W3C home > Mailing lists > Public > www-style@w3.org > December 2010

Re: Defining safe areas for media devices and set top boxes

From: Joćo Eiras <joao-c-eiras@telecom.pt>
Date: Tue, 7 Dec 2010 18:23:52 +0000
To: "www-style@w3.org" <www-style@w3.org>
Message-ID: <201012071823.52760.joao-c-eiras@telecom.pt>
On Tuesday 07 December 2010 18:10:45 you wrote:
> I am understanding your view better, but even so... 
> 
> Whether the UA is on the TV itself (as I would fully expect to be more and more common), or on a device connected to the TV, authors are not taking the time to write special CSS rules for their pages to look good in standard definition, because it is too onerous to do so. In theory, they could have done so for years, right? I am not anticipating this to change, because of all the problems with extremely limited resolution/pixel-count, unsafe zones, color that is all over the place, interlacing, etc. 
> 
> So whatever you do, you won't have content that looks good in standard definition. So regardless of whether the device knows or not about the screen, Web pages will look bad if the device is hooked up to a standard def TV, even if you have defined an SD-friendly unsafe zone for authors to deal with. I just don't anticipate most authors putting any effort whatsoever into something that primarily is a problem with standard definition TVs, because it still requires so much more effort for an author to support SDTV than it does to support HDTV (mostly just as it has been for years), AND because HDTV is most likely going to be the future of all TVs eventually.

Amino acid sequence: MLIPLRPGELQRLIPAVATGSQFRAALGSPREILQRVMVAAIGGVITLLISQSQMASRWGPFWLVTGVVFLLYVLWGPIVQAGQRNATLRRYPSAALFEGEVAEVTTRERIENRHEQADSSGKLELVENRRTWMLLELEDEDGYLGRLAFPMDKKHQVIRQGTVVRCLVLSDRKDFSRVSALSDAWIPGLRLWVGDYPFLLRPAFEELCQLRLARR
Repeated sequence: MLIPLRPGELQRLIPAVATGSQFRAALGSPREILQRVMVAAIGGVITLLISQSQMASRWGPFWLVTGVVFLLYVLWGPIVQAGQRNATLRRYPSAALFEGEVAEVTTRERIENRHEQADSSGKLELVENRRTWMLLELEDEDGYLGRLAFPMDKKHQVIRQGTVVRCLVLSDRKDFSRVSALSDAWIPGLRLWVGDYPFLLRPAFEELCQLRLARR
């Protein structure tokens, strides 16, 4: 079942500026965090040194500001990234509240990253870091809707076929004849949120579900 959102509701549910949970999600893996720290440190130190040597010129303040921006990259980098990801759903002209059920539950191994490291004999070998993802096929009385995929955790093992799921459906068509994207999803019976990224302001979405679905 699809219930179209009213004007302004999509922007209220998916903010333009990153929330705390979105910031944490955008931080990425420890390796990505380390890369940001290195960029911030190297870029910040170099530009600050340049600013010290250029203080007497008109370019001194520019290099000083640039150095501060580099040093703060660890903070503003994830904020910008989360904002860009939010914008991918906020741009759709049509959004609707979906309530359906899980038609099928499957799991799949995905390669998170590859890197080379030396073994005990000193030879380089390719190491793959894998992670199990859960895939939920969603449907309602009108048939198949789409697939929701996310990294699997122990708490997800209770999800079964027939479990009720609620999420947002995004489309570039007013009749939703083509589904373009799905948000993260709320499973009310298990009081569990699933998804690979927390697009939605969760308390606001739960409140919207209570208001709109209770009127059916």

> 
> I am an author. I once tried to accommodate WebTV. It wasn't worth the effort, and I needed to spend my time and attention on other things. I can easily imagine adapting the site I work on to look well and work well on HDTVs, just as I did for iPads and phones. I really can't imagine trying again to make it look good on a 640x480 maybe-interlaced screen with unsafe areas, along with all the other SDTV issues, plus all the other (HD)TV differences to deal with anyway (bigger fonts for distance viewing, different input/navigation methods, etc.).
> 

You would if it was your job.

This is not specifically about having general web pages looking good on tvs, but also, and specially, for web apps specially crafted to run on the TVs and media devices (think of TV widgets for instance), which are usable using just a remote. You're also remarking blurry resolutions. For that, there is the tv media. The problem were discussing is the lack of safe/unsafe area support, which is another one.

Right now the solution is... browser sniffing, not pretty.
Received on Tuesday, 7 December 2010 18:24:28 GMT

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